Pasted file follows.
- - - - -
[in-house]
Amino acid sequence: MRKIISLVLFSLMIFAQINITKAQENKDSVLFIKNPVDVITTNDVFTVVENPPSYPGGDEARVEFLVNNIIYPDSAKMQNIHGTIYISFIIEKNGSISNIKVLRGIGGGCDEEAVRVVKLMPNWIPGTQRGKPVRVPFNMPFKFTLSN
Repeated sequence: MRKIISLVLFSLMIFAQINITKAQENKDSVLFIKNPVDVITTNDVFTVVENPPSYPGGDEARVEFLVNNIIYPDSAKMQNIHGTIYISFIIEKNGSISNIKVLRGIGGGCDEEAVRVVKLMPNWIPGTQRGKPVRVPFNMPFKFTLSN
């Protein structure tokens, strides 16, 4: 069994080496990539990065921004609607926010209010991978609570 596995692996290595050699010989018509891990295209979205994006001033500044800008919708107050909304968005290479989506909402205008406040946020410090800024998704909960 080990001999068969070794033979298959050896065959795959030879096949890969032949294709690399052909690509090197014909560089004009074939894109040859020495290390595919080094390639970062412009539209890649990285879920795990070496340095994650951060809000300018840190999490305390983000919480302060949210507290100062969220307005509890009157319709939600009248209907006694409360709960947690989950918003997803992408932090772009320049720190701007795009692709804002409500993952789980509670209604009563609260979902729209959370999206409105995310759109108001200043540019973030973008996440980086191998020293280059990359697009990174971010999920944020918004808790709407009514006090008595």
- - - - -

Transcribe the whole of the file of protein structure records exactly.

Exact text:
[in-house]
Amino acid sequence: MRKIISLVLFSLMIFAQINITKAQENKDSVLFIKNPVDVITTNDVFTVVENPPSYPGGDEARVEFLVNNIIYPDSAKMQNIHGTIYISFIIEKNGSISNIKVLRGIGGGCDEEAVRVVKLMPNWIPGTQRGKPVRVPFNMPFKFTLSN
Repeated sequence: MRKIISLVLFSLMIFAQINITKAQENKDSVLFIKNPVDVITTNDVFTVVENPPSYPGGDEARVEFLVNNIIYPDSAKMQNIHGTIYISFIIEKNGSISNIKVLRGIGGGCDEEAVRVVKLMPNWIPGTQRGKPVRVPFNMPFKFTLSN
């Protein structure tokens, strides 16, 4: 069994080496990539990065921004609607926010209010991978609570 596995692996290595050699010989018509891990295209979205994006001033500044800008919708107050909304968005290479989506909402205008406040946020410090800024998704909960 080990001999068969070794033979298959050896065959795959030879096949890969032949294709690399052909690509090197014909560089004009074939894109040859020495290390595919080094390639970062412009539209890649990285879920795990070496340095994650951060809000300018840190999490305390983000919480302060949210507290100062969220307005509890009157319709939600009248209907006694409360709960947690989950918003997803992408932090772009320049720190701007795009692709804002409500993952789980509670209604009563609260979902729209959370999206409105995310759109108001200043540019973030973008996440980086191998020293280059990359697009990174971010999920944020918004808790709407009514006090008595």